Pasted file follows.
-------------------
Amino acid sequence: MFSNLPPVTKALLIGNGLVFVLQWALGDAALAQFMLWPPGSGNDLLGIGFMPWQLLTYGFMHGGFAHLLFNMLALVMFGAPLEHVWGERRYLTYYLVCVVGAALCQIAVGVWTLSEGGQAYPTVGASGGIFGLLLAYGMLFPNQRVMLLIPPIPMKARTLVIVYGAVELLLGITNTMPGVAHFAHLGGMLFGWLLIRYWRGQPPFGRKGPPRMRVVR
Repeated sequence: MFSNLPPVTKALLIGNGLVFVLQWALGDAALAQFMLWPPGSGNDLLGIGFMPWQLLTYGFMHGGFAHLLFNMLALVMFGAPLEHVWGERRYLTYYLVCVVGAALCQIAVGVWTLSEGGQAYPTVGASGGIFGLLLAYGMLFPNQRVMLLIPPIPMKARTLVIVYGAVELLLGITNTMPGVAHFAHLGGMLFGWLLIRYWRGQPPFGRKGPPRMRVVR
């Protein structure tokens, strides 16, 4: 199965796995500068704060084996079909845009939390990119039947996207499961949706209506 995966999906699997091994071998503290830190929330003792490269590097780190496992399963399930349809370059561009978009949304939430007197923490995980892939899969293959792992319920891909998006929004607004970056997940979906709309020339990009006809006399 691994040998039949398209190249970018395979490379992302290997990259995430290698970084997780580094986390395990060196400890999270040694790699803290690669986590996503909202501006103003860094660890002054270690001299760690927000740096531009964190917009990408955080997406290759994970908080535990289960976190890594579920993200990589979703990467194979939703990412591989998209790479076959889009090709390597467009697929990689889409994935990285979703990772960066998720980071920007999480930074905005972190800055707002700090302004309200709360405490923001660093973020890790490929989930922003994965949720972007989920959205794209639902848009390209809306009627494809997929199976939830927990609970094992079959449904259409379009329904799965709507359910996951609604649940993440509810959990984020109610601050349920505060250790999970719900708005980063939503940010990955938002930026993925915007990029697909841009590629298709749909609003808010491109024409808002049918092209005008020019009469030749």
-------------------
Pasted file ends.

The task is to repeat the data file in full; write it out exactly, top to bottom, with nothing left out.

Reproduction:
Amino acid sequence: MFSNLPPVTKALLIGNGLVFVLQWALGDAALAQFMLWPPGSGNDLLGIGFMPWQLLTYGFMHGGFAHLLFNMLALVMFGAPLEHVWGERRYLTYYLVCVVGAALCQIAVGVWTLSEGGQAYPTVGASGGIFGLLLAYGMLFPNQRVMLLIPPIPMKARTLVIVYGAVELLLGITNTMPGVAHFAHLGGMLFGWLLIRYWRGQPPFGRKGPPRMRVVR
Repeated sequence: MFSNLPPVTKALLIGNGLVFVLQWALGDAALAQFMLWPPGSGNDLLGIGFMPWQLLTYGFMHGGFAHLLFNMLALVMFGAPLEHVWGERRYLTYYLVCVVGAALCQIAVGVWTLSEGGQAYPTVGASGGIFGLLLAYGMLFPNQRVMLLIPPIPMKARTLVIVYGAVELLLGITNTMPGVAHFAHLGGMLFGWLLIRYWRGQPPFGRKGPPRMRVVR
């Protein structure tokens, strides 16, 4: 199965796995500068704060084996079909845009939390990119039947996207499961949706209506 995966999906699997091994071998503290830190929330003792490269590097780190496992399963399930349809370059561009978009949304939430007197923490995980892939899969293959792992319920891909998006929004607004970056997940979906709309020339990009006809006399 691994040998039949398209190249970018395979490379992302290997990259995430290698970084997780580094986390395990060196400890999270040694790699803290690669986590996503909202501006103003860094660890002054270690001299760690927000740096531009964190917009990408955080997406290759994970908080535990289960976190890594579920993200990589979703990467194979939703990412591989998209790479076959889009090709390597467009697929990689889409994935990285979703990772960066998720980071920007999480930074905005972190800055707002700090302004309200709360405490923001660093973020890790490929989930922003994965949720972007989920959205794209639902848009390209809306009627494809997929199976939830927990609970094992079959449904259409379009329904799965709507359910996951609604649940993440509810959990984020109610601050349920505060250790999970719900708005980063939503940010990955938002930026993925915007990029697909841009590629298709749909609003808010491109024409808002049918092209005008020019009469030749």